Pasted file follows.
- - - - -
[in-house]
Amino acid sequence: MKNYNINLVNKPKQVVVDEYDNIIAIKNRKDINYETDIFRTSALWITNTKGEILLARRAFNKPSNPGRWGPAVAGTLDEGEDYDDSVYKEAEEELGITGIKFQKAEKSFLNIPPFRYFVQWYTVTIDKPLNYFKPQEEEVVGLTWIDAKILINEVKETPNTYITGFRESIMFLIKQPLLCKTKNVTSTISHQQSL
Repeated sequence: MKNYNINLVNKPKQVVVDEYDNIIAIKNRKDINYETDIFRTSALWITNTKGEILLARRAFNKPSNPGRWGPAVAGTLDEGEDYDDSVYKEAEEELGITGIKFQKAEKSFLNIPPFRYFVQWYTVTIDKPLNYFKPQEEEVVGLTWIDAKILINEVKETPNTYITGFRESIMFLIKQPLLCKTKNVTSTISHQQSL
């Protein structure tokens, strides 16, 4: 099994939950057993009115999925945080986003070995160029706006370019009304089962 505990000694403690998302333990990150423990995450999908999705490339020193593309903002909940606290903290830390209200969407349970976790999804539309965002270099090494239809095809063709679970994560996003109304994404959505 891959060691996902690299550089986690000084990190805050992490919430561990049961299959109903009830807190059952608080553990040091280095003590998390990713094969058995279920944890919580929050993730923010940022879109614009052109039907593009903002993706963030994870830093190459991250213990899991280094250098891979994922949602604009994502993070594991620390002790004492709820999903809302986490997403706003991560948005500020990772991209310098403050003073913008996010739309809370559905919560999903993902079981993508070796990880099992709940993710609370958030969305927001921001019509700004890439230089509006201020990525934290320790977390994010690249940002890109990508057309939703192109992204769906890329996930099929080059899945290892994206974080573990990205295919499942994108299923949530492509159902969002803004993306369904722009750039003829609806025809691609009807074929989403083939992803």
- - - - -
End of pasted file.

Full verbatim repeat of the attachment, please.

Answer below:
[in-house]
Amino acid sequence: MKNYNINLVNKPKQVVVDEYDNIIAIKNRKDINYETDIFRTSALWITNTKGEILLARRAFNKPSNPGRWGPAVAGTLDEGEDYDDSVYKEAEEELGITGIKFQKAEKSFLNIPPFRYFVQWYTVTIDKPLNYFKPQEEEVVGLTWIDAKILINEVKETPNTYITGFRESIMFLIKQPLLCKTKNVTSTISHQQSL
Repeated sequence: MKNYNINLVNKPKQVVVDEYDNIIAIKNRKDINYETDIFRTSALWITNTKGEILLARRAFNKPSNPGRWGPAVAGTLDEGEDYDDSVYKEAEEELGITGIKFQKAEKSFLNIPPFRYFVQWYTVTIDKPLNYFKPQEEEVVGLTWIDAKILINEVKETPNTYITGFRESIMFLIKQPLLCKTKNVTSTISHQQSL
């Protein structure tokens, strides 16, 4: 099994939950057993009115999925945080986003070995160029706006370019009304089962 505990000694403690998302333990990150423990995450999908999705490339020193593309903002909940606290903290830390209200969407349970976790999804539309965002270099090494239809095809063709679970994560996003109304994404959505 891959060691996902690299550089986690000084990190805050992490919430561990049961299959109903009830807190059952608080553990040091280095003590998390990713094969058995279920944890919580929050993730923010940022879109614009052109039907593009903002993706963030994870830093190459991250213990899991280094250098891979994922949602604009994502993070594991620390002790004492709820999903809302986490997403706003991560948005500020990772991209310098403050003073913008996010739309809370559905919560999903993902079981993508070796990880099992709940993710609370958030969305927001921001019509700004890439230089509006201020990525934290320790977390994010690249940002890109990508057309939703192109992204769906890329996930099929080059899945290892994206974080573990990205295919499942994108299923949530492509159902969002803004993306369904722009750039003829609806025809691609009807074929989403083939992803």